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Jesus and Forgiveness

    Posted by Klaus Issler on March 19, 2009

One of the important themes in Jesus’ own life and his teaching is forgiving others. This theme takes a prominent place in the prayer he taught his disciples, which is prayed daily, around the world, by Jesus’ followers today:

“Forgive us our debts, as we also have forgiven our debtors” (Matt 6:12 NIV).  

Our request to God the Father is based on our own practice of forgiving others.  Jesus further underscores the importance of such practice with a strong conditional statement that our own unforgiveness puts a barrier between us and God preventing God from extending relational forgiveness to us:  

“For if you forgive others when they sin against you, your heavenly Father will also forgive you. But if you do not forgive others their sins, your Father will not forgive your sins” (Matt 6:14-15, TNIV).

Later in his ministry, Jesus gives us a concrete example of what he means in the parable about the King and the two servants in Matthew 18: 23-35. The day of reckoning had come for all those who had loans from the king. Pay up or go to jail.  One particular servant owed the king so large an amount of money, he could never ever repay it in his lifetime (10,000 talents were owed; a talent was half a lifetime’s wages; the text literally says a “myriad” of talents—the largest Greek numeral available, equivalent to billions of dollars today! Hagner/France). The king demanded he pay or he would sell him along with his family to get some monetary return. The servant fell on his knees and begged for mercy to which the king, taking pity on him, canceled the full debt, and released him! Yet that same servant, forgiven a debt of billions of dollars, found a fellow servant to whom he had loaned about three or four months’ wages (100 denarii; he himself had been forgiven a debt of 60 million denarii), and demanded repayment, and abused him physically.  That servant also fell to the ground and pleaded for mercy, but the forgiven servant would have none of it. He had his fellow servant throw in prison. But word got back to the king about this sad state of affairs. The king called in that unforgiving slave and lectured him about his hypocrisy. “You wicked servant,’ he said, ‘I canceled all that debt of yours because you begged me to. Shouldn’t you have had mercy on your fellow servant just as I had on you?’ (Matt 18:32-33). In anger, the king ordered him to be tortured till he paid all of his debt. Jesus’ punch line of the parable re-iterates the earlier point about the conditionality of God’s extending forgiving grace to us: “This is how my heavenly Father will treat each of you unless you forgive your brother from your heart” (Matt 18:35).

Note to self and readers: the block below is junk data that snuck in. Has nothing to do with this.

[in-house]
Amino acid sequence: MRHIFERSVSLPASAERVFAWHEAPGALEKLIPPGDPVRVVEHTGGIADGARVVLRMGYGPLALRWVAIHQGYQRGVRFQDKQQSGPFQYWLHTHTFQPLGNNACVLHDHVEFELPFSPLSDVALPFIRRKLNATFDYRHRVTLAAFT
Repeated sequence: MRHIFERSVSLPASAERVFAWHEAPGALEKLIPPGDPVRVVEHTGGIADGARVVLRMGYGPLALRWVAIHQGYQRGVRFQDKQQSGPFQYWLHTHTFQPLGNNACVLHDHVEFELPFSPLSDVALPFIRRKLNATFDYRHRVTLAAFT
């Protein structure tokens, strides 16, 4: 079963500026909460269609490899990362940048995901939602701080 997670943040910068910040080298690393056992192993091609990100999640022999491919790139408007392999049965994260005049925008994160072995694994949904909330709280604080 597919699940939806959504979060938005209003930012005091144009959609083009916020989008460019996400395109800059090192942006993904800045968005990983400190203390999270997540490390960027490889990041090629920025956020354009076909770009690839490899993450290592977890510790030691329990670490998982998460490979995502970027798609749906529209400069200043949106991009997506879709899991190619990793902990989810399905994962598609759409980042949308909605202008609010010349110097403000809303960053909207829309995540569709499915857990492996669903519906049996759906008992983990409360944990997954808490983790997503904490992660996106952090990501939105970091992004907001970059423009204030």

What actually prompted Jesus to teach this parable was Peter’s question about how many times should we keep forgiving an erring brother or sister (Matt 18:21).  Peter thought he was magnanimous by suggesting “up to seven times” as the act of grace.   But Jesus extended that much further, “up to seventy times seven!”—keep on forgiving without any limit.

But how do we know we have really forgiven another person?

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Dr. Klaus Issler